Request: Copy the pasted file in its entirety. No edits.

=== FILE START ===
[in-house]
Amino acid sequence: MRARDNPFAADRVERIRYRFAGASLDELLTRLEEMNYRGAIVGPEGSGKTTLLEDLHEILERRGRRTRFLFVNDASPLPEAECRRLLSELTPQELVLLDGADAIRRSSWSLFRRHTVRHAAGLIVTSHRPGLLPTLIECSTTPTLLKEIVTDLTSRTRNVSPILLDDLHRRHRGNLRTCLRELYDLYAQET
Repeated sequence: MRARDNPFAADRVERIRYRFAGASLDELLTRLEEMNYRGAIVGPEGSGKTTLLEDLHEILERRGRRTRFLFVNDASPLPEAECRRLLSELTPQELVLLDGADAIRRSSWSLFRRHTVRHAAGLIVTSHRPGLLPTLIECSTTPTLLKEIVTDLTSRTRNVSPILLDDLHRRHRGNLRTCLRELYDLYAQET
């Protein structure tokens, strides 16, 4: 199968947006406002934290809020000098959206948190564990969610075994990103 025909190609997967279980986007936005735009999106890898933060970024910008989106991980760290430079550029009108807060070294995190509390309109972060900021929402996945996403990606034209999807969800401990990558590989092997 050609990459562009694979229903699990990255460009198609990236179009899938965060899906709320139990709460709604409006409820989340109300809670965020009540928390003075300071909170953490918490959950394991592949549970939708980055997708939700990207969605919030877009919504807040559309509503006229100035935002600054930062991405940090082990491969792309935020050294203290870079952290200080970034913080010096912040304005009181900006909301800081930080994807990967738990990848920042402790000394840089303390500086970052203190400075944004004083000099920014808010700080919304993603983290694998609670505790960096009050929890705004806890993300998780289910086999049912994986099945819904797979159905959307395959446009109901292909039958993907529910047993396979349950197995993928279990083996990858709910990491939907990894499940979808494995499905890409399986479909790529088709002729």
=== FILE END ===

[in-house]
Amino acid sequence: MRARDNPFAADRVERIRYRFAGASLDELLTRLEEMNYRGAIVGPEGSGKTTLLEDLHEILERRGRRTRFLFVNDASPLPEAECRRLLSELTPQELVLLDGADAIRRSSWSLFRRHTVRHAAGLIVTSHRPGLLPTLIECSTTPTLLKEIVTDLTSRTRNVSPILLDDLHRRHRGNLRTCLRELYDLYAQET
Repeated sequence: MRARDNPFAADRVERIRYRFAGASLDELLTRLEEMNYRGAIVGPEGSGKTTLLEDLHEILERRGRRTRFLFVNDASPLPEAECRRLLSELTPQELVLLDGADAIRRSSWSLFRRHTVRHAAGLIVTSHRPGLLPTLIECSTTPTLLKEIVTDLTSRTRNVSPILLDDLHRRHRGNLRTCLRELYDLYAQET
């Protein structure tokens, strides 16, 4: 199968947006406002934290809020000098959206948190564990969610075994990103 025909190609997967279980986007936005735009999106890898933060970024910008989106991980760290430079550029009108807060070294995190509390309109972060900021929402996945996403990606034209999807969800401990990558590989092997 050609990459562009694979229903699990990255460009198609990236179009899938965060899906709320139990709460709604409006409820989340109300809670965020009540928390003075300071909170953490918490959950394991592949549970939708980055997708939700990207969605919030877009919504807040559309509503006229100035935002600054930062991405940090082990491969792309935020050294203290870079952290200080970034913080010096912040304005009181900006909301800081930080994807990967738990990848920042402790000394840089303390500086970052203190400075944004004083000099920014808010700080919304993603983290694998609670505790960096009050929890705004806890993300998780289910086999049912994986099945819904797979159905959307395959446009109901292909039958993907529910047993396979349950197995993928279990083996990858709910990491939907990894499940979808494995499905890409399986479909790529088709002729």